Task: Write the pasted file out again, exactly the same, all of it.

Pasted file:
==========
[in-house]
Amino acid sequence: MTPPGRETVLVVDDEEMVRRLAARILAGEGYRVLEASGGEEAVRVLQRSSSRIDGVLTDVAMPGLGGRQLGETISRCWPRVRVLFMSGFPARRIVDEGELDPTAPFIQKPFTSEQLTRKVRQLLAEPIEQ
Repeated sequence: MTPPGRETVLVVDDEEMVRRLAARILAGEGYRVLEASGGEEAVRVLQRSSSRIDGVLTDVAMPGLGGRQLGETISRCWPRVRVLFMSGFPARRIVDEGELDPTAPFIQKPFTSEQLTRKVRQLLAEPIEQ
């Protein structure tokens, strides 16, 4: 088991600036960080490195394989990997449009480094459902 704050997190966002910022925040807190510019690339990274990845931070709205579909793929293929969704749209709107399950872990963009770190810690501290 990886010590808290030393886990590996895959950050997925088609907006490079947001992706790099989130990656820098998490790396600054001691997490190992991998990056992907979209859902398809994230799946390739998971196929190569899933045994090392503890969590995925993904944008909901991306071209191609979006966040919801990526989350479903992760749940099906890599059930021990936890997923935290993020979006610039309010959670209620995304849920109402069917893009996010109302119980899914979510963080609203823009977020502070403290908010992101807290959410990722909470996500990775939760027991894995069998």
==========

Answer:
[in-house]
Amino acid sequence: MTPPGRETVLVVDDEEMVRRLAARILAGEGYRVLEASGGEEAVRVLQRSSSRIDGVLTDVAMPGLGGRQLGETISRCWPRVRVLFMSGFPARRIVDEGELDPTAPFIQKPFTSEQLTRKVRQLLAEPIEQ
Repeated sequence: MTPPGRETVLVVDDEEMVRRLAARILAGEGYRVLEASGGEEAVRVLQRSSSRIDGVLTDVAMPGLGGRQLGETISRCWPRVRVLFMSGFPARRIVDEGELDPTAPFIQKPFTSEQLTRKVRQLLAEPIEQ
């Protein structure tokens, strides 16, 4: 088991600036960080490195394989990997449009480094459902 704050997190966002910022925040807190510019690339990274990845931070709205579909793929293929969704749209709107399950872990963009770190810690501290 990886010590808290030393886990590996895959950050997925088609907006490079947001992706790099989130990656820098998490790396600054001691997490190992991998990056992907979209859902398809994230799946390739998971196929190569899933045994090392503890969590995925993904944008909901991306071209191609979006966040919801990526989350479903992760749940099906890599059930021990936890997923935290993020979006610039309010959670209620995304849920109402069917893009996010109302119980899914979510963080609203823009977020502070403290908010992101807290959410990722909470996500990775939760027991894995069998």